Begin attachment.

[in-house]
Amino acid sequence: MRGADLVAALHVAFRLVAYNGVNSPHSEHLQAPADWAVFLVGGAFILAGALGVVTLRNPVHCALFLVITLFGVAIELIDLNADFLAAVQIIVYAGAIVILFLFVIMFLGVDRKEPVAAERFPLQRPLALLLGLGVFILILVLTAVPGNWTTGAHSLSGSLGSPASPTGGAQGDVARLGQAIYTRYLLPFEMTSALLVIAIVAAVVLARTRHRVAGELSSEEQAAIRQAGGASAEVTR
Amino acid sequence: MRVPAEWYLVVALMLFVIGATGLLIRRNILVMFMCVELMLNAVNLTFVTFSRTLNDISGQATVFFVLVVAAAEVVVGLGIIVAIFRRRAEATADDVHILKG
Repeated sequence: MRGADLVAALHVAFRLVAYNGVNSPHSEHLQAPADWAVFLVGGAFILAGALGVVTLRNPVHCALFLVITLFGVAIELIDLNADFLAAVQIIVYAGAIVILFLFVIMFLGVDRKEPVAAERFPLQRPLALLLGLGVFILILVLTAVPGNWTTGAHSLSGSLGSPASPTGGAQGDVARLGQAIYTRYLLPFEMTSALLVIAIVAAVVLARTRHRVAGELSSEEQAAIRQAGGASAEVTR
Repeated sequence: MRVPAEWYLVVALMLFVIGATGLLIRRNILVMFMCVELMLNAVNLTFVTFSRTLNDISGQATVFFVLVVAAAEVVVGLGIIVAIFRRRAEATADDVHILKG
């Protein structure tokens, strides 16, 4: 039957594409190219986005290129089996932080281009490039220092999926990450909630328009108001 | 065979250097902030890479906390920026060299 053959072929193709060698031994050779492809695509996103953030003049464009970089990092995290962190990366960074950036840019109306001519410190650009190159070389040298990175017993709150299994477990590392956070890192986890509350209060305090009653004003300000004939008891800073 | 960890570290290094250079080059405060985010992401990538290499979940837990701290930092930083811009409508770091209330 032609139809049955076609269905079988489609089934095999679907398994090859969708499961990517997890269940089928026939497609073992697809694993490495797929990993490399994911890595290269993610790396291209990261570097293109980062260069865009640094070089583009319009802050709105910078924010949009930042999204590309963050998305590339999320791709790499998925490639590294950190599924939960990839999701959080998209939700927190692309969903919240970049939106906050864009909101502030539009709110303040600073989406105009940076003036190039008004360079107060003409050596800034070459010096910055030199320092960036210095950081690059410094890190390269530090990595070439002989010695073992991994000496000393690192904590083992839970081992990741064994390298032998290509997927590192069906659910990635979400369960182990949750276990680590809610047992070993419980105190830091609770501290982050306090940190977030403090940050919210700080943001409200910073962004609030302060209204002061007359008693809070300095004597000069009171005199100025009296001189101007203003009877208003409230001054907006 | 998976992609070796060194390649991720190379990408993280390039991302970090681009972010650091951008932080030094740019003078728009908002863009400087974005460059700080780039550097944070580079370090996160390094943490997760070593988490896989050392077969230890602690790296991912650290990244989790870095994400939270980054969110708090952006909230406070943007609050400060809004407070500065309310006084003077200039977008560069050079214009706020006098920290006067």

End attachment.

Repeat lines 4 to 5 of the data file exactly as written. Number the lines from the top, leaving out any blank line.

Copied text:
Repeated sequence: MRGADLVAALHVAFRLVAYNGVNSPHSEHLQAPADWAVFLVGGAFILAGALGVVTLRNPVHCALFLVITLFGVAIELIDLNADFLAAVQIIVYAGAIVILFLFVIMFLGVDRKEPVAAERFPLQRPLALLLGLGVFILILVLTAVPGNWTTGAHSLSGSLGSPASPTGGAQGDVARLGQAIYTRYLLPFEMTSALLVIAIVAAVVLARTRHRVAGELSSEEQAAIRQAGGASAEVTR
Repeated sequence: MRVPAEWYLVVALMLFVIGATGLLIRRNILVMFMCVELMLNAVNLTFVTFSRTLNDISGQATVFFVLVVAAAEVVVGLGIIVAIFRRRAEATADDVHILKG